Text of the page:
NASA Comes to Airstream


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  • 66 Comments
      Basil Exposition
      • 6 Months Ago
      Very cool there is still something like this in the age of the soulless multinational conglomerate. Sounds like it would be a great place to work. Reading this story makes me want to buy one of their trailers.
        no1bondfan
        • 6 Months Ago
        @Basil Exposition
        Absolutely agree - made in America, cool looking as all get-out, and made by a company that treats employees right. I want one now.
      icemilkcoffee
      • 6 Months Ago
      A tremendous heart warming story about a company that cares about its employees and cares about making great products in America.
      Michael & Linda
      • 6 Months Ago
      Very expensive & really heavy to tow....but wonderful nonetheless! As a full time RVer I wouldn't want one to tow, but we sure enjoy looking at them as campgrounds around the country. They were one of the first actual totally self-contained trailers ever made.....and remain super quality ...and beautiful! A bonus to know they still treat their workers like human beings.
      rauleballie
      • 6 Months Ago
      Hey people stop shopping at places that don't sell American... Like Wal-Mart!! remember the old vids of Wal-marts we want made in the USA now I would like you to find something made in the USA in the stores today!!!
        Worx2749
        • 6 Months Ago
        @rauleballie
        Men's underwear...I bought some there, but that's about it for USA-made at WalMart, except maybe guns and ammo.
      ginderat
      • 6 Months Ago
      Gorgeous company; great role model for other companies (we would wish!).
      kitharris1
      • 6 Months Ago
      well written article. thanks to the author.
      b.rn
      • 6 Months Ago
      Two autoplay videos on the same page? You do realize how annoying that is?
      RobG
      • 6 Months Ago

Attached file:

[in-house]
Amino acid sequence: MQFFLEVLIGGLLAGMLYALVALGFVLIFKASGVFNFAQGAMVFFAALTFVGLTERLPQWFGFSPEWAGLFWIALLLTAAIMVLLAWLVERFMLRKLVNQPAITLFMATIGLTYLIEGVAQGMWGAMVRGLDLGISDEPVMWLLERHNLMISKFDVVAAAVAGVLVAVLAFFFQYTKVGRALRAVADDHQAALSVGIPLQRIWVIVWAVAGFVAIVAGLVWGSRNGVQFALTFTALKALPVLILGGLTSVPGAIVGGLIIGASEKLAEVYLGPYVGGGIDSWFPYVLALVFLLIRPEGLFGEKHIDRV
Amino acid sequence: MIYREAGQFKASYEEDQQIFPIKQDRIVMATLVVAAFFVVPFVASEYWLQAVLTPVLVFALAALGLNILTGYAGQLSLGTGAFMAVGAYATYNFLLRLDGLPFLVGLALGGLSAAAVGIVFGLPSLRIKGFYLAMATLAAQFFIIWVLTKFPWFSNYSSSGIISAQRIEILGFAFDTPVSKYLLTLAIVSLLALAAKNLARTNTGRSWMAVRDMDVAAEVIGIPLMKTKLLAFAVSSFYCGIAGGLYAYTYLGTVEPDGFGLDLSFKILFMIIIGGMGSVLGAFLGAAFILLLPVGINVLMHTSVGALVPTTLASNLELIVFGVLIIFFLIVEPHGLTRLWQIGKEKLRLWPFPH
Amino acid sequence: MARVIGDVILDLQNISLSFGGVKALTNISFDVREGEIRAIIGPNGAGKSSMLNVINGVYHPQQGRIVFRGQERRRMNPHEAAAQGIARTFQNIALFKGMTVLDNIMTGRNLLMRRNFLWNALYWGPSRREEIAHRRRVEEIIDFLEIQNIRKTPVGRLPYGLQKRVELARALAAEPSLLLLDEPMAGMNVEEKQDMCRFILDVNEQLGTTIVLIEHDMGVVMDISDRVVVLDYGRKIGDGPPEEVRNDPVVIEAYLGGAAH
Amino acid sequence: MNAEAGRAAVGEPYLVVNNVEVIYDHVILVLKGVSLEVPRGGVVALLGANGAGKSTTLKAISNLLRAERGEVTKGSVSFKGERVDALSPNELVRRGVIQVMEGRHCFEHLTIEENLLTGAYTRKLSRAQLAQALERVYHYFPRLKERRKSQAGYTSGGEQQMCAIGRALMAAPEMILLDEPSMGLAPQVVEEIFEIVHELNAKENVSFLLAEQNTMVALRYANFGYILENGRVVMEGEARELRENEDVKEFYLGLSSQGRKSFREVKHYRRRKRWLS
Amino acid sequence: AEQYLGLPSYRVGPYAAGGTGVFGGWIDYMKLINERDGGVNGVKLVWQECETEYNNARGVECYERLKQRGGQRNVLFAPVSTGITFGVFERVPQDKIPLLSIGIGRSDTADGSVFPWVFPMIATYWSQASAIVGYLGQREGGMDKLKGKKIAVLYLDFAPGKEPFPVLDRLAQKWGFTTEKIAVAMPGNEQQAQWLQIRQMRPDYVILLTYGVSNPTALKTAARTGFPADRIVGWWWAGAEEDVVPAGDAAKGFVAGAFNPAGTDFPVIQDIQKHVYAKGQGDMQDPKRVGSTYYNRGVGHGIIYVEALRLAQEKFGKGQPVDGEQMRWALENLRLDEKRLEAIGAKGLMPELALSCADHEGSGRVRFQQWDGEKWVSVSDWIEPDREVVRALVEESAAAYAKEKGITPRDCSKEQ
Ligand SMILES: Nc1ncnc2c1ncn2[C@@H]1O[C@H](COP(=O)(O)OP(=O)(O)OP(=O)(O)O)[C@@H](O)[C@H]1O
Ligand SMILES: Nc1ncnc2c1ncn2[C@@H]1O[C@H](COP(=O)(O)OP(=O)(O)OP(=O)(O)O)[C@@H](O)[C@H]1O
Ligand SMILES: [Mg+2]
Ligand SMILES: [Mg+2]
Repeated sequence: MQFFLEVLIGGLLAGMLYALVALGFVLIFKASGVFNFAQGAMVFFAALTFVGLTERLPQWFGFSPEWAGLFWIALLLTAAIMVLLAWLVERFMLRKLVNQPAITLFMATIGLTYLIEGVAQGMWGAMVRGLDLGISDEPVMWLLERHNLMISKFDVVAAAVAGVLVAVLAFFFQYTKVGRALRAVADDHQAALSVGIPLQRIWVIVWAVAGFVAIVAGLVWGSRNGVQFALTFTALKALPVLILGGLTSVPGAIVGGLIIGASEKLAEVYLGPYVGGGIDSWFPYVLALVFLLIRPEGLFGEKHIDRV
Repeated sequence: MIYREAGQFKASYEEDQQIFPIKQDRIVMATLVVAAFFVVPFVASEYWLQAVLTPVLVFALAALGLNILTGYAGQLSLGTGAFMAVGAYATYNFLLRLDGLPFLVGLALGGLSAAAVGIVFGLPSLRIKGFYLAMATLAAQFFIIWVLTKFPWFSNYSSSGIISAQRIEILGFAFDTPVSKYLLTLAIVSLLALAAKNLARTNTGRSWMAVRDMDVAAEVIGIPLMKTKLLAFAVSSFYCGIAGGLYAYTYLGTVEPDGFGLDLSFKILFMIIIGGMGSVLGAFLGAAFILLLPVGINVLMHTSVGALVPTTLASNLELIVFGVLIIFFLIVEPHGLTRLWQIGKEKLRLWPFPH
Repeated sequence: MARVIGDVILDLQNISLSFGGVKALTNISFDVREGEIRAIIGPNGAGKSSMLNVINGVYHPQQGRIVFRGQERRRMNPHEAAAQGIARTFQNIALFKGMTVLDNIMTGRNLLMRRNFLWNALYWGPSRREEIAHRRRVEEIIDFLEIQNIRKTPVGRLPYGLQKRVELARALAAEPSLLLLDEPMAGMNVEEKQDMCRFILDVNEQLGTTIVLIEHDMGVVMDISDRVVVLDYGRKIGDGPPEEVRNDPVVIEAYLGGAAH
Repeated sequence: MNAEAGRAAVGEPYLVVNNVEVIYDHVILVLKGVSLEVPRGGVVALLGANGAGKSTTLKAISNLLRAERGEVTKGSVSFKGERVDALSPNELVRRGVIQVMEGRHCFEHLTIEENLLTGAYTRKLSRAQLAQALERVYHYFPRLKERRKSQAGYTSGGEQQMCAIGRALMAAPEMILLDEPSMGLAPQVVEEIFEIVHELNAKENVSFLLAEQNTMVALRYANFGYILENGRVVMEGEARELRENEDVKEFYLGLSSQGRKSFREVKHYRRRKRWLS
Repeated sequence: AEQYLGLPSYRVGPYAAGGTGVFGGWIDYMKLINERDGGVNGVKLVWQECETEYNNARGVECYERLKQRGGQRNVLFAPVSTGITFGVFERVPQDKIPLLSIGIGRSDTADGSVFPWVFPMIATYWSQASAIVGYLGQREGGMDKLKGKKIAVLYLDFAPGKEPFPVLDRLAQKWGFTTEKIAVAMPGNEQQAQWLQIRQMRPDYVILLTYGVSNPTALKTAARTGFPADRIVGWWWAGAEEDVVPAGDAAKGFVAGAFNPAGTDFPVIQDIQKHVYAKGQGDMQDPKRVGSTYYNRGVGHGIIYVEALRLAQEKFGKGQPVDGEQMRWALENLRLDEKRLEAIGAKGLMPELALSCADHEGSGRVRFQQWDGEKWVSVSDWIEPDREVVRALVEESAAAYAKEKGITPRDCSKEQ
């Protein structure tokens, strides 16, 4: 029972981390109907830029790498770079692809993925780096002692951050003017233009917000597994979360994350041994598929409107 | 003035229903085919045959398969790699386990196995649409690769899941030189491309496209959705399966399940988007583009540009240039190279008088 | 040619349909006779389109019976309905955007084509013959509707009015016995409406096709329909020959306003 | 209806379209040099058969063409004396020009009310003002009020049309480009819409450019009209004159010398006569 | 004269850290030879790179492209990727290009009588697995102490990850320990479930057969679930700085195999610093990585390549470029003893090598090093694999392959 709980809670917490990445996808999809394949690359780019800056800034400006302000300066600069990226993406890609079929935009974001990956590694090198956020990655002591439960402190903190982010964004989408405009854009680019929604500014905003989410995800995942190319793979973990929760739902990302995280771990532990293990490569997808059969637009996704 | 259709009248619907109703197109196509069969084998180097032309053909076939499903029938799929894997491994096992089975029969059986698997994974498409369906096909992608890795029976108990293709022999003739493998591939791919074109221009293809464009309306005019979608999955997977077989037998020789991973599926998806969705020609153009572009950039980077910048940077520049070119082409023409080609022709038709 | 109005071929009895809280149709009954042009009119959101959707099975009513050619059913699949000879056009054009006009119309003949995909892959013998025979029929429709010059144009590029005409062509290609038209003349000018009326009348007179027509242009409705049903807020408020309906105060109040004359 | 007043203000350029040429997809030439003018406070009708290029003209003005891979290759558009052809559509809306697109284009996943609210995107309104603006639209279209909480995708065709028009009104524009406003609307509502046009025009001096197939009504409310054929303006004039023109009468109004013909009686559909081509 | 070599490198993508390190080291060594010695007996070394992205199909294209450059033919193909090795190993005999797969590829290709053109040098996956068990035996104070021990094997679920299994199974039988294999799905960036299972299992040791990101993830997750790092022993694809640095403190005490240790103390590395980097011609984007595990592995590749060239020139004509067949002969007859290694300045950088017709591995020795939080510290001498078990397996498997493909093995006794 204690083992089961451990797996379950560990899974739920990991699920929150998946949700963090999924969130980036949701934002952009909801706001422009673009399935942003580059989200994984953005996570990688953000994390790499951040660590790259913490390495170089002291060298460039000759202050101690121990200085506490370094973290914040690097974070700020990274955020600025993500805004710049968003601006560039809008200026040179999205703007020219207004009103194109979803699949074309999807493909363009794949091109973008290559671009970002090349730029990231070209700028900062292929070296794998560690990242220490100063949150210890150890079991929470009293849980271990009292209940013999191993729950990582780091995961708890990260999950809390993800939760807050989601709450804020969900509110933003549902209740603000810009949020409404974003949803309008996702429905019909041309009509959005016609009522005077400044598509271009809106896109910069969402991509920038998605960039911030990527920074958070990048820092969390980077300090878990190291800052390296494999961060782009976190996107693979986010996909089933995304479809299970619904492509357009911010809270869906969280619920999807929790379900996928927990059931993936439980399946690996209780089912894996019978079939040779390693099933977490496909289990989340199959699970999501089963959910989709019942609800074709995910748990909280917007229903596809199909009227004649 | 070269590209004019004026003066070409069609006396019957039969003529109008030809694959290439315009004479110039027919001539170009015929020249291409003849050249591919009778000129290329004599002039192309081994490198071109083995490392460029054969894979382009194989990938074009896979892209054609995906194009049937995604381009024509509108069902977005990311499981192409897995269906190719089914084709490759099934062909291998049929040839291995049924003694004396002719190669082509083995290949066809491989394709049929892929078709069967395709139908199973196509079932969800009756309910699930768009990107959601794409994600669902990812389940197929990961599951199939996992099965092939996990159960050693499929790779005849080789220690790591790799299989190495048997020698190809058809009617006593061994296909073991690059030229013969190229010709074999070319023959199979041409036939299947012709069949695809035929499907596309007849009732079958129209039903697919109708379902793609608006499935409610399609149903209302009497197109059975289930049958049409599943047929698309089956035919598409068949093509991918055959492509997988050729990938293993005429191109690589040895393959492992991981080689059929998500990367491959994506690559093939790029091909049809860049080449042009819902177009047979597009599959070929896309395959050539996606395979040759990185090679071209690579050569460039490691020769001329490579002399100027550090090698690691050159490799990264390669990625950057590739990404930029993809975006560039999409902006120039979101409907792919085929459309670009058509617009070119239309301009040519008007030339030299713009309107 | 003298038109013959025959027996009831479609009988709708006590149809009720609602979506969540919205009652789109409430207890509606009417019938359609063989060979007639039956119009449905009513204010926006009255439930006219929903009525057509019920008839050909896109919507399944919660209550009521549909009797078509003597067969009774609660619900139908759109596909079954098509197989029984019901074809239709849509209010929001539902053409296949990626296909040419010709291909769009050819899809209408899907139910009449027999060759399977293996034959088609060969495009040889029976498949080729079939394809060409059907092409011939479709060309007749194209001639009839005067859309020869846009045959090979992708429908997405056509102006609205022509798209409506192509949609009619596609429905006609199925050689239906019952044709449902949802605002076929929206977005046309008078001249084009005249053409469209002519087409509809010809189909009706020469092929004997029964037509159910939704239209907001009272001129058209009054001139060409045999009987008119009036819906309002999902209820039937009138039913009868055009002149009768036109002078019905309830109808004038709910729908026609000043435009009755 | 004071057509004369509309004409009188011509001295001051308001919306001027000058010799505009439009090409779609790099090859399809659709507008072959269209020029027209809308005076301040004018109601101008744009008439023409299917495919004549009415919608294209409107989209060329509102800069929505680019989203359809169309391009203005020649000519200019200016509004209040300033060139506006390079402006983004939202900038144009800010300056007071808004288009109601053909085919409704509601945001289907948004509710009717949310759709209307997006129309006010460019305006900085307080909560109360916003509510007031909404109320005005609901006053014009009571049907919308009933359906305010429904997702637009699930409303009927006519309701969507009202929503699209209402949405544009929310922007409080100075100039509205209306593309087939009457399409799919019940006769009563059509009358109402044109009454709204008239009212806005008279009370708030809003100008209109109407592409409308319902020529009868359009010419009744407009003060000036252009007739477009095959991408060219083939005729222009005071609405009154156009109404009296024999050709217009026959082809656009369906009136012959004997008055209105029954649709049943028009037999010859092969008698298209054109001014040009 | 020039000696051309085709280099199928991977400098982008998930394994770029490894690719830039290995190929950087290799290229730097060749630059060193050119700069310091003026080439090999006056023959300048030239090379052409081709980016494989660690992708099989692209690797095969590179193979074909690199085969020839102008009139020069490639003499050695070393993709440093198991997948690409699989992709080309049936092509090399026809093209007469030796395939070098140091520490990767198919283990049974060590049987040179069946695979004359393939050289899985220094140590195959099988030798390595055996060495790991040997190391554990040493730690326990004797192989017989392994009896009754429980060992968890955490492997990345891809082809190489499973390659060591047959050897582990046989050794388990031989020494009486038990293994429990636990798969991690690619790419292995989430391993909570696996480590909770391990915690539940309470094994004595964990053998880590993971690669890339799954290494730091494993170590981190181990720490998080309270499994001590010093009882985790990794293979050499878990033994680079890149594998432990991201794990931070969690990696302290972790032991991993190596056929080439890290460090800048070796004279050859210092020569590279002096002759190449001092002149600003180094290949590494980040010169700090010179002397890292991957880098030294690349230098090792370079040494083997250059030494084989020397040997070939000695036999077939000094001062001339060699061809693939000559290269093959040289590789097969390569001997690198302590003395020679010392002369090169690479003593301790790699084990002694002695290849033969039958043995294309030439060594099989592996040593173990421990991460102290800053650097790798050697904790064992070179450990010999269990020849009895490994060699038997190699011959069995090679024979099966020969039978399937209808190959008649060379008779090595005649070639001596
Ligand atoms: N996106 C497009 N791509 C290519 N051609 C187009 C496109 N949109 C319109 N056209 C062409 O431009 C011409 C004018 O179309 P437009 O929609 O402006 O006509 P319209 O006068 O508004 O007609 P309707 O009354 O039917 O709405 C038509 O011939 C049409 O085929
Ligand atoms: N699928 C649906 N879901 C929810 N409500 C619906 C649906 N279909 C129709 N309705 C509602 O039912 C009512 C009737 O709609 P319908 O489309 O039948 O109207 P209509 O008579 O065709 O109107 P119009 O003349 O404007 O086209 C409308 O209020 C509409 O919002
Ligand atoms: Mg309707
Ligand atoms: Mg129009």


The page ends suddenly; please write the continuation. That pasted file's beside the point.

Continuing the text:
I've been working part-time for a friend who owns an RV repair business. He agrees that Airstream is one of the best-made RVs on the market. Most RVs are complete and utter garbage. Airstream and Lance are two of the very rare exceptions. I have a Keystone brand 5th wheel and it's absolute junk in every way. It wasn't long after I got it that I realized I'd made a mistake, but it wasn't until I started working for my friend that I really learned how much of a piece of crap it really is. Assembly quality (or total lack thereof), the use of the absolute cheapest materials, skimping on sealants, etc. I could go on but there's no point. :) I'd love to have an Airstream but you definitely pay for the quality. They're very pricey. :)
      prodriverlimoman
      • 6 Months Ago
      Airstream is an iconic company and their campers are so reconisable you know what they are. They are the Rolls Royce of campers.
      arenasman
      • 6 Months Ago
      trailers are icons..........I enjoyed reading about the company culture......loyalty to employees?? almost unheard of today..old story... build a great product, and world will beat down your doors to buy it....congrats to the owners for creating what they have.......amazing... makes me jealous
      CV
      • 6 Months Ago
      Real Rolling Artwork. I love seeing these on the road.
      dlandsurveys
      • 6 Months Ago
      I buy American like my job depends on it, because it does. I've recently bought jeans, underwear, socks and leather gloves off the internet as the box stores don't carry "made in the USA".